Cheaper to physically buy from foreign apple stores?

Discussion in 'Buying Tips and Advice' started by steveOooo, Jul 2, 2017.

  1. steveOooo macrumors 6502a

    Joined:
    Jun 30, 2008
    Location:
    UK
    #1
    As we all know, us brits are undergoing a hard gruelling brexit for no apparent reason other than some old people moaned 'we don't like foreigners nicking our jobs' well aside from all that, now that the uk Apple Store is even more expensive and after reading that apple has opened a store in Taiwan,I wondered what the prices were like, whether they were dirt cheap or were pretty much the same world wide

    Maybe it would work out cheaper to actually fly to Apple Store Taiwan than buy in the uk lol
    I'd like to holiday in Asia soon so thought it might be possible - 'maybe posting the empty boxes back to avoid customs.

    Like this guy who traveled to London from Newcastle via SPAIN cos it was cheaper

    http://www.bbc.co.uk/news/uk-england-tyne-40457453
     
  2. Stefan johansson macrumors 65816

    Stefan johansson

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    Sweden
    #2
    You will have to pay import fees,so I guess it's not that much cheaper,if you don't go to Asia or so,buy it yourself,and smuggle it in a suitcase through the customs line.
     
  3. canuckRus macrumors 6502

    canuckRus

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    #3
    Would be surprised if much in way of savings possible as Apple adjusts pricing in various countries according to foreign exchange rates. Technically, wouldn't the keyboard setup and electrical plug types be a quick give away?
     
  4. gnasher729, Jul 2, 2017
    Last edited: Jul 2, 2017

    gnasher729 macrumors P6

    gnasher729

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    #4
    The prices in the UK went up because the British pound lost in value (strongly related to Brexit obviously, but the exchange rate is the reason), so your cost of buying anything anywhere in the world has gone up.

    Taiwan is definitely _not_ dirt cheap. if it was, then obviously everybody would be selling Macs from Taiwan. You could of course check on store.apple.com - but you need to be able to read Chinese. Actually, you need to be able to read Chinese (or know the Taiwanese flag) just to find the country's website.

    Whatever the price, you will have to pay 20% VAT when you arrive in Britain, except for very cheap items (I think total value up to £370)
     
  5. MRrainer macrumors 6502a

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    Zurich, Switzerland
    #5
    Yep. The value of the GBP has been falling for years - but it got worse since the Brexit vote.

    Personally, I'd buy now. In six months, Apple might have to raise GBP prices again.
     
  6. MaxinMusicCity, Jul 2, 2017
    Last edited: Jul 2, 2017
  7. steveOooo thread starter macrumors 6502a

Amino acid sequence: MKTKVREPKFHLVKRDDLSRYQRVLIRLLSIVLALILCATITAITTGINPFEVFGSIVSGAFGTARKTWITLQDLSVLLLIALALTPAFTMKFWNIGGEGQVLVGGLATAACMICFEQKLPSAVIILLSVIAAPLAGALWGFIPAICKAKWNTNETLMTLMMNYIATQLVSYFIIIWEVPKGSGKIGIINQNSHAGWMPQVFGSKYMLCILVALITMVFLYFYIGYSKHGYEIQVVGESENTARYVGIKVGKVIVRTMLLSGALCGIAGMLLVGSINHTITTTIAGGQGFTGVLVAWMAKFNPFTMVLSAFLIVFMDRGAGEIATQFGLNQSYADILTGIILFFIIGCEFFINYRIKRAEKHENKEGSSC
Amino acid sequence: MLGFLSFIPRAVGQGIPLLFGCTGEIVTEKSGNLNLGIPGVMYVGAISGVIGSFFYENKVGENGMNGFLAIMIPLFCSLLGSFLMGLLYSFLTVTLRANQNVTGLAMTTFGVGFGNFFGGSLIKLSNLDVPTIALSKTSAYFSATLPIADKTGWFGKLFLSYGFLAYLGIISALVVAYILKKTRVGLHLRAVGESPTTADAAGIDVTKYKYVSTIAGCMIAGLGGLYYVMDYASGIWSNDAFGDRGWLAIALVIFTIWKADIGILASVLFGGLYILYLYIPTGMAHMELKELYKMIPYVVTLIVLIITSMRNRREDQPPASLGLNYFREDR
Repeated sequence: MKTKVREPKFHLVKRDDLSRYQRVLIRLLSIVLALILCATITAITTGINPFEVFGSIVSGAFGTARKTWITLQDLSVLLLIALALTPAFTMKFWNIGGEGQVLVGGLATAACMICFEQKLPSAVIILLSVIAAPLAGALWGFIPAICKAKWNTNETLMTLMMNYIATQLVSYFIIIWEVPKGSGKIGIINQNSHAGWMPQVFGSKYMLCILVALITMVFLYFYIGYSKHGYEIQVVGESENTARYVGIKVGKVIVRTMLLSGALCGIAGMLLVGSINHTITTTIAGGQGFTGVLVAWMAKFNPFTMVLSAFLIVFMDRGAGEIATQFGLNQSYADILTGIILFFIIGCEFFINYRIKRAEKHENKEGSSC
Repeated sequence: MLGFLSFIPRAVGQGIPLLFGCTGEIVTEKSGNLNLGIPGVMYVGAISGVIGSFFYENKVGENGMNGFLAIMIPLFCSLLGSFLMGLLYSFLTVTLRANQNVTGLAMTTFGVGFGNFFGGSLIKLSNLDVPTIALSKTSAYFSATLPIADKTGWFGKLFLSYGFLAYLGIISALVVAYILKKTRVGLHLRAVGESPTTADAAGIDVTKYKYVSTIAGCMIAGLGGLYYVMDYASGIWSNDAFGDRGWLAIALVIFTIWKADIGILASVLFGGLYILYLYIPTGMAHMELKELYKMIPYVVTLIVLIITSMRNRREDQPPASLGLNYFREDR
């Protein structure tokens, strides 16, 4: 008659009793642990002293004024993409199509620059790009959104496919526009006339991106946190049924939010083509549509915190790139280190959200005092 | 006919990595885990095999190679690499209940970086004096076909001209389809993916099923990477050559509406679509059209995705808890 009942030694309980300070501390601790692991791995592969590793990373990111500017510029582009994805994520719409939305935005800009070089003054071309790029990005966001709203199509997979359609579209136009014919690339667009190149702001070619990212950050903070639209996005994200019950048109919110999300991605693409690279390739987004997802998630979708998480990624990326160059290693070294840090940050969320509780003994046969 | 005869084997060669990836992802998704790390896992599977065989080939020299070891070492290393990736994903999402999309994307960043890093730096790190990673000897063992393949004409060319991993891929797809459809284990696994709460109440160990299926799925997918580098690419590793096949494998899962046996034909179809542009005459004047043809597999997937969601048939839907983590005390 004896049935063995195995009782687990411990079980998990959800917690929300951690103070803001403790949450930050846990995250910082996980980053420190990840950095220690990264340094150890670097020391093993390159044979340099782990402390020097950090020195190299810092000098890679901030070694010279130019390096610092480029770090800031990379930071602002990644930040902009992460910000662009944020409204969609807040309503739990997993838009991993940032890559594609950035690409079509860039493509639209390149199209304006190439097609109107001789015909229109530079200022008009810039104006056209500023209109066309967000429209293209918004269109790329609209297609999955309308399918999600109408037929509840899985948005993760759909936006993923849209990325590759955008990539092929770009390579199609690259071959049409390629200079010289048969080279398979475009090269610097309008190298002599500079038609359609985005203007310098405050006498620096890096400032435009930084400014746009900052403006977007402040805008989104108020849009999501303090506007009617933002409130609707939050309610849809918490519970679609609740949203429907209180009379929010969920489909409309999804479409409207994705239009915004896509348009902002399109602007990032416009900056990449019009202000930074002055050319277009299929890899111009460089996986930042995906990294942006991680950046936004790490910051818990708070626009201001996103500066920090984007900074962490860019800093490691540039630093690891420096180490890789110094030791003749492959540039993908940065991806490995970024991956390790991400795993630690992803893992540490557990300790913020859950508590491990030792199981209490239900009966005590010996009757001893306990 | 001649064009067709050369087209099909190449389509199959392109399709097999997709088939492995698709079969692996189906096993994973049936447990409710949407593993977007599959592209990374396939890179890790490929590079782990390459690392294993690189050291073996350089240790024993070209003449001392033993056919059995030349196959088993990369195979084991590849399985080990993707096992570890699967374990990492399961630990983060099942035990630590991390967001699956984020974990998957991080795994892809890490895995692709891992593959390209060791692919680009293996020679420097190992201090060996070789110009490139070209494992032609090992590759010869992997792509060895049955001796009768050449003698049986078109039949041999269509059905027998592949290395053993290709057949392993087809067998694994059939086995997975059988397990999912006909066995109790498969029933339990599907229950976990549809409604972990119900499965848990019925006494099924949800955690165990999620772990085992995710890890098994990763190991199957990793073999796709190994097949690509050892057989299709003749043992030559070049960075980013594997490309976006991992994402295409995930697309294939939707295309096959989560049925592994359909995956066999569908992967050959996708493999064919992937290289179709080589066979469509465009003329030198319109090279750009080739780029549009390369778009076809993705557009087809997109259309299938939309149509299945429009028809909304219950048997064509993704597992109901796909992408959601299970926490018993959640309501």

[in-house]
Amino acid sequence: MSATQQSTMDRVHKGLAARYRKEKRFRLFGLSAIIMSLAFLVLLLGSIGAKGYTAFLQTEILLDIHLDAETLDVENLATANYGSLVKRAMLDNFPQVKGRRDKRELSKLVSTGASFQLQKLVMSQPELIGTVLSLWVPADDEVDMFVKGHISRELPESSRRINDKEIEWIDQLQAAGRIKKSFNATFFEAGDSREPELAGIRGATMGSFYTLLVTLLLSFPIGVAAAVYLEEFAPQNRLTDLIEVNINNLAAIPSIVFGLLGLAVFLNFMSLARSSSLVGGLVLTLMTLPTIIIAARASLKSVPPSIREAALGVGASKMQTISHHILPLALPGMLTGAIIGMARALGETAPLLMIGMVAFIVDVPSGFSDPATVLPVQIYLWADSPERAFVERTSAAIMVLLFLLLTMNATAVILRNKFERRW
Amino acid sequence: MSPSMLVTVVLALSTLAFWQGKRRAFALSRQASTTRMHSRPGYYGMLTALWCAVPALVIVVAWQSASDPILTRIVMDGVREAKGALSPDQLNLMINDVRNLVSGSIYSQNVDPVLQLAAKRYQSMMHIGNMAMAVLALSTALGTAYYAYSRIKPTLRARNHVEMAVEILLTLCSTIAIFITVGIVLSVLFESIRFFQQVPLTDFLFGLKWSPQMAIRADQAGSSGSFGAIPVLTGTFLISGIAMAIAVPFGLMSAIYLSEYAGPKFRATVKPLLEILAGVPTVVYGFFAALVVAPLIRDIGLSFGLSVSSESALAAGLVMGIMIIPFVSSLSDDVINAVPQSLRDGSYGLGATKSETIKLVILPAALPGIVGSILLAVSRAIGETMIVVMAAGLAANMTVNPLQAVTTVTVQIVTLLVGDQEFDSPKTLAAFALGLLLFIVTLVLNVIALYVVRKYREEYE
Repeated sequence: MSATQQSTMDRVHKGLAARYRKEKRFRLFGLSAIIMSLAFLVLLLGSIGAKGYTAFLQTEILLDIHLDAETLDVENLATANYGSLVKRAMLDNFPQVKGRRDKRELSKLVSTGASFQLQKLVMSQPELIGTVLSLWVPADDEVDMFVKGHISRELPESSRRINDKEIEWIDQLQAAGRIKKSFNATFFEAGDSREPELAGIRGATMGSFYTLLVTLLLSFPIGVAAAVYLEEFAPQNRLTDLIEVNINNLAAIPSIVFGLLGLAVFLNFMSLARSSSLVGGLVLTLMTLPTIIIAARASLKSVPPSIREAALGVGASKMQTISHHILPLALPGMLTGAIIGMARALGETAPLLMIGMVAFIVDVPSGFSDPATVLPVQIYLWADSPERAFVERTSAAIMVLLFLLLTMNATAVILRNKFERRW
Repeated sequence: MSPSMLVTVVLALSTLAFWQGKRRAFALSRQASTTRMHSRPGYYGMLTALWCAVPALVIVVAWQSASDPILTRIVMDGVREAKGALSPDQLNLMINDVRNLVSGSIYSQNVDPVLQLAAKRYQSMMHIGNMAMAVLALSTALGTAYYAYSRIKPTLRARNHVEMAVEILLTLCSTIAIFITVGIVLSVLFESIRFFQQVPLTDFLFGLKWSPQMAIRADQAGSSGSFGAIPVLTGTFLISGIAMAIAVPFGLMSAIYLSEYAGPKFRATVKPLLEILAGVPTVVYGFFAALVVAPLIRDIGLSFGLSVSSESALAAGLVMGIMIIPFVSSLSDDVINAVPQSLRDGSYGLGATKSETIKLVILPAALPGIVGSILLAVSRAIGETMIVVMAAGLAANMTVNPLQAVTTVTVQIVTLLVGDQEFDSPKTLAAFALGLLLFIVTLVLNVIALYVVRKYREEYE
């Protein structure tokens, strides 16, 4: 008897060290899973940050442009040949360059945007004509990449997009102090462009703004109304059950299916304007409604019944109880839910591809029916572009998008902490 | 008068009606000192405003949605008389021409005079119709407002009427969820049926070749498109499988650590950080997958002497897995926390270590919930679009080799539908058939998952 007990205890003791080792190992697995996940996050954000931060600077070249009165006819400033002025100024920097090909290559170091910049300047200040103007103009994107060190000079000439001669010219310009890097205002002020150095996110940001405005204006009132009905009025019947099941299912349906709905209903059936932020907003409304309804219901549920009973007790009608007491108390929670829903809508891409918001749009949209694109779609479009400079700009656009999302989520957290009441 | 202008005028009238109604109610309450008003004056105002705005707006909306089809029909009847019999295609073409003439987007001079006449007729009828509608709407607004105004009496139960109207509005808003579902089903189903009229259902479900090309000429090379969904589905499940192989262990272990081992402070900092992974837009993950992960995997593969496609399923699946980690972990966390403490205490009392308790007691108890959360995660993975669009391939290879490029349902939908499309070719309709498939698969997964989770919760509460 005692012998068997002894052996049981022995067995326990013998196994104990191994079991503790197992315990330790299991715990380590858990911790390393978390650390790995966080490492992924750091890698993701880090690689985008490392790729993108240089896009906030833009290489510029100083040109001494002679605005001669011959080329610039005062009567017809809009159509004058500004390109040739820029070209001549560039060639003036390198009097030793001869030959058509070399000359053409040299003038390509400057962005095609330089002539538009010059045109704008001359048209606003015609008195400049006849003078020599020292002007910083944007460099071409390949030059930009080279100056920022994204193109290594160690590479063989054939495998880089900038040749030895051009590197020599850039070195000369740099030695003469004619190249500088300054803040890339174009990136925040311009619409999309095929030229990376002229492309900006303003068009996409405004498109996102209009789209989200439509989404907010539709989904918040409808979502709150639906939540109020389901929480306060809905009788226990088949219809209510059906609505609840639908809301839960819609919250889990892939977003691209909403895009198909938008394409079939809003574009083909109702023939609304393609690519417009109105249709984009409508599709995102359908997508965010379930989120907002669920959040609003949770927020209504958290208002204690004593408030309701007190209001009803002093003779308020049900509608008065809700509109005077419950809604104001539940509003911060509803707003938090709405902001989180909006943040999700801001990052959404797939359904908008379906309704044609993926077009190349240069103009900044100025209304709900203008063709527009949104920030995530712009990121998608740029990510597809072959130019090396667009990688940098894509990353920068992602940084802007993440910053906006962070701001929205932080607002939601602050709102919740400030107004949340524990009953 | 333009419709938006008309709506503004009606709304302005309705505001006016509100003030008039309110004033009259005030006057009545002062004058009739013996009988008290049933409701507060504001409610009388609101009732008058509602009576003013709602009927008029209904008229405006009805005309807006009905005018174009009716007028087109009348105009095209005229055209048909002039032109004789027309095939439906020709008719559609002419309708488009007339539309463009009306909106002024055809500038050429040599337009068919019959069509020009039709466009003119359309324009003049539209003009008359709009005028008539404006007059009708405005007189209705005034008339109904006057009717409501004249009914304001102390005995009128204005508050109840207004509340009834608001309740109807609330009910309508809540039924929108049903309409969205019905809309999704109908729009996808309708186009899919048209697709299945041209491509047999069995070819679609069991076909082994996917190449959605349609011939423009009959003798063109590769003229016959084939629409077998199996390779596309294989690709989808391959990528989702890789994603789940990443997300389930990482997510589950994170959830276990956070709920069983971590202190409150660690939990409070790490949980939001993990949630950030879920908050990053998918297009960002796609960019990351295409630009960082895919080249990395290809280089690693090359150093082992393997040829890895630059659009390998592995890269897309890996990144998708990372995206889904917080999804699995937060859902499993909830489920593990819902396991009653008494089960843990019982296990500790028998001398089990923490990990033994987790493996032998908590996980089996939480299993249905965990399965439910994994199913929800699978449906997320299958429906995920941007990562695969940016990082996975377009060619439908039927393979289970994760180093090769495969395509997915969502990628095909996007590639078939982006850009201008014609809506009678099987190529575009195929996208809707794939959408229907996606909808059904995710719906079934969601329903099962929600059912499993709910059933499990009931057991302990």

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    UK
    #7
    Yeah I checked the Taiwan site - only a bit cheaper - like £100 off

    Oh well, fleabay it is forever and ever
     
  8. ActionableMango macrumors 604

    ActionableMango

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    Sep 21, 2010
    #8
    The prices are higher in the UK due to two things: (1) GBP becoming weaker and (2) high VAT as compared to countries with no VAT or sales tax.

    There is no getting around #1. Your money is in GBP, its value has fallen, and you are going to have to convert it to local currency wherever you go.

    As for #2, it is possible to avoid VAT by buying the item in a country with little or no VAT or sales tax. Certain states in the USA have no sales tax for example. There are some countries with extraordinarily high VAT like Brazil where it actually makes sense. But I doubt that your VAT is so high that it would pay for the trip. I would say if you happen to be travelling anyway that you might as well pick up anything you need at the time, but a trip just for the item makes no sense. Apple products are cheapest in the USA, when in a state with no sales tax.

    Also keep in mind that even in another English-speaking country like the USA, the keyboard layout is different than the English UK layout. In Taiwan I'd expect a Chinese keyboard which would be very undesirable to me.

    There might also be issues with warranties moving across borders.
     
  9. gnasher729 macrumors P6

    gnasher729

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    #9
    That would be illegal tax evasion. It's up to you of course, but don't try to convince yourself that it isn't illegal.
     
  10. ActionableMango, Jul 6, 2017
    Last edited: Jul 6, 2017

    ActionableMango macrumors 604

    ActionableMango

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    #10
    It is probably a customs or duty violation of some sort--I don't live in the UK and I'm not familiar with their import laws, but OP talked about hiding the boxes so that's a pretty good indicator right there.